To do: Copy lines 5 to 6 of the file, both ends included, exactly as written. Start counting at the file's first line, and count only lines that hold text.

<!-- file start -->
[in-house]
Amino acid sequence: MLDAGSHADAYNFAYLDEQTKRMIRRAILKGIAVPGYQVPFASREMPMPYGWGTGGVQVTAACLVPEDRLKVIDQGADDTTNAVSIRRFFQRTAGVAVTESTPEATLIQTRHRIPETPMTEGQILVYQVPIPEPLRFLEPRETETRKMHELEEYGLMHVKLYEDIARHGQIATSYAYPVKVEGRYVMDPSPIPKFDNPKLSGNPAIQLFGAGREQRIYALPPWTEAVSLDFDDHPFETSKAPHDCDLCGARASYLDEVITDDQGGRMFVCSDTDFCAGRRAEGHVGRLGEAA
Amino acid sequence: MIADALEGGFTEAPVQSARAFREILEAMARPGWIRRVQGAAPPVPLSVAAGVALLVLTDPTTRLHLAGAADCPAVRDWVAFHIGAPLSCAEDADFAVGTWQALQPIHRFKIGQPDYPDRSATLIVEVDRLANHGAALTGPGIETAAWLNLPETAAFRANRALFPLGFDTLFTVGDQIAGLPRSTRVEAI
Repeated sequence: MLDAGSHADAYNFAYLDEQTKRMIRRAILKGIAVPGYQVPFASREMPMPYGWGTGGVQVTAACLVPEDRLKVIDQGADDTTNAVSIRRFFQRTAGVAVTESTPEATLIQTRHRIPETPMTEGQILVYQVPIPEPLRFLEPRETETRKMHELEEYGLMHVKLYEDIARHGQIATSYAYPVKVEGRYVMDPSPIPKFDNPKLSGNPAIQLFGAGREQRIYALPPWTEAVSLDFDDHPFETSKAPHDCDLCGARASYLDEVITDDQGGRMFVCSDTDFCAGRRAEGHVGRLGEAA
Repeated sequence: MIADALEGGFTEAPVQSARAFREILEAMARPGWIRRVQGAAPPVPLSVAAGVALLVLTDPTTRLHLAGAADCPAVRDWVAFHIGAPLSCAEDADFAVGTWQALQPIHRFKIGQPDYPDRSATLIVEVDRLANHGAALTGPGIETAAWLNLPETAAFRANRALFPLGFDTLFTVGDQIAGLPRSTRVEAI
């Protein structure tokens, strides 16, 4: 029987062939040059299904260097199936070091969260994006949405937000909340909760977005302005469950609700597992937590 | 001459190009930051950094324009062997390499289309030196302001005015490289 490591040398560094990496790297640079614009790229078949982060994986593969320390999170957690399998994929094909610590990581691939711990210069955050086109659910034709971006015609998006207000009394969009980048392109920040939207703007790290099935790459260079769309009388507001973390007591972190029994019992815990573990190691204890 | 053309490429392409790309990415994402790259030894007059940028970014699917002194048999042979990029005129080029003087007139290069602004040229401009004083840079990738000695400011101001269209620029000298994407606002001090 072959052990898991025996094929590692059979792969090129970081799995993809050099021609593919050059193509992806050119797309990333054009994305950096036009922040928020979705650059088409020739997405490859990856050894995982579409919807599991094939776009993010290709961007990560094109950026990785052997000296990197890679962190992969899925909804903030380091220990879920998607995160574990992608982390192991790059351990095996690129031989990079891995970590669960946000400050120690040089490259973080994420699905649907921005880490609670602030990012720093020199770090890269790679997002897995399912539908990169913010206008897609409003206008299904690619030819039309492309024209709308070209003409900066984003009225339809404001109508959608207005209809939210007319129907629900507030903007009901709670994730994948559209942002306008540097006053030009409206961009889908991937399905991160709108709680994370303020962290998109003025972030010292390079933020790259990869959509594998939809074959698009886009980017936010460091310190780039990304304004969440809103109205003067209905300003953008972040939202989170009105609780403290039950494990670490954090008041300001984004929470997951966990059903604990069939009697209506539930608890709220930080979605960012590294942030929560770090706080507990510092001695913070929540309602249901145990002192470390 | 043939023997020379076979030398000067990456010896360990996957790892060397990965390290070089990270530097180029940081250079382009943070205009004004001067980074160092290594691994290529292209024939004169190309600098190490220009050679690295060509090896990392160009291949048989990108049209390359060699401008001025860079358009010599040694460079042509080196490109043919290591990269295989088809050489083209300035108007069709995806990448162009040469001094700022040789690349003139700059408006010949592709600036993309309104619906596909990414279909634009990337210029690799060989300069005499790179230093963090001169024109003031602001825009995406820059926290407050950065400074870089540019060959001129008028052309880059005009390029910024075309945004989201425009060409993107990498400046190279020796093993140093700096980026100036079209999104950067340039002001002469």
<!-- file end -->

Repeated sequence: MIADALEGGFTEAPVQSARAFREILEAMARPGWIRRVQGAAPPVPLSVAAGVALLVLTDPTTRLHLAGAADCPAVRDWVAFHIGAPLSCAEDADFAVGTWQALQPIHRFKIGQPDYPDRSATLIVEVDRLANHGAALTGPGIETAAWLNLPETAAFRANRALFPLGFDTLFTVGDQIAGLPRSTRVEAI
């Protein structure tokens, strides 16, 4: 029987062939040059299904260097199936070091969260994006949405937000909340909760977005302005469950609700597992937590 | 001459190009930051950094324009062997390499289309030196302001005015490289 490591040398560094990496790297640079614009790229078949982060994986593969320390999170957690399998994929094909610590990581691939711990210069955050086109659910034709971006015609998006207000009394969009980048392109920040939207703007790290099935790459260079769309009388507001973390007591972190029994019992815990573990190691204890 | 053309490429392409790309990415994402790259030894007059940028970014699917002194048999042979990029005129080029003087007139290069602004040229401009004083840079990738000695400011101001269209620029000298994407606002001090 072959052990898991025996094929590692059979792969090129970081799995993809050099021609593919050059193509992806050119797309990333054009994305950096036009922040928020979705650059088409020739997405490859990856050894995982579409919807599991094939776009993010290709961007990560094109950026990785052997000296990197890679962190992969899925909804903030380091220990879920998607995160574990992608982390192991790059351990095996690129031989990079891995970590669960946000400050120690040089490259973080994420699905649907921005880490609670602030990012720093020199770090890269790679997002897995399912539908990169913010206008897609409003206008299904690619030819039309492309024209709308070209003409900066984003009225339809404001109508959608207005209809939210007319129907629900507030903007009901709670994730994948559209942002306008540097006053030009409206961009889908991937399905991160709108709680994370303020962290998109003025972030010292390079933020790259990869959509594998939809074959698009886009980017936010460091310190780039990304304004969440809103109205003067209905300003953008972040939202989170009105609780403290039950494990670490954090008041300001984004929470997951966990059903604990069939009697209506539930608890709220930080979605960012590294942030929560770090706080507990510092001695913070929540309602249901145990002192470390 | 043939023997020379076979030398000067990456010896360990996957790892060397990965390290070089990270530097180029940081250079382009943070205009004004001067980074160092290594691994290529292209024939004169190309600098190490220009050679690295060509090896990392160009291949048989990108049209390359060699401008001025860079358009010599040694460079042509080196490109043919290591990269295989088809050489083209300035108007069709995806990448162009040469001094700022040789690349003139700059408006010949592709600036993309309104619906596909990414279909634009990337210029690799060989300069005499790179230093963090001169024109003031602001825009995406820059926290407050950065400074870089540019060959001129008028052309880059005009390029910024075309945004989201425009060409993107990498400046190279020796093993140093700096980026100036079209999104950067340039002001002469």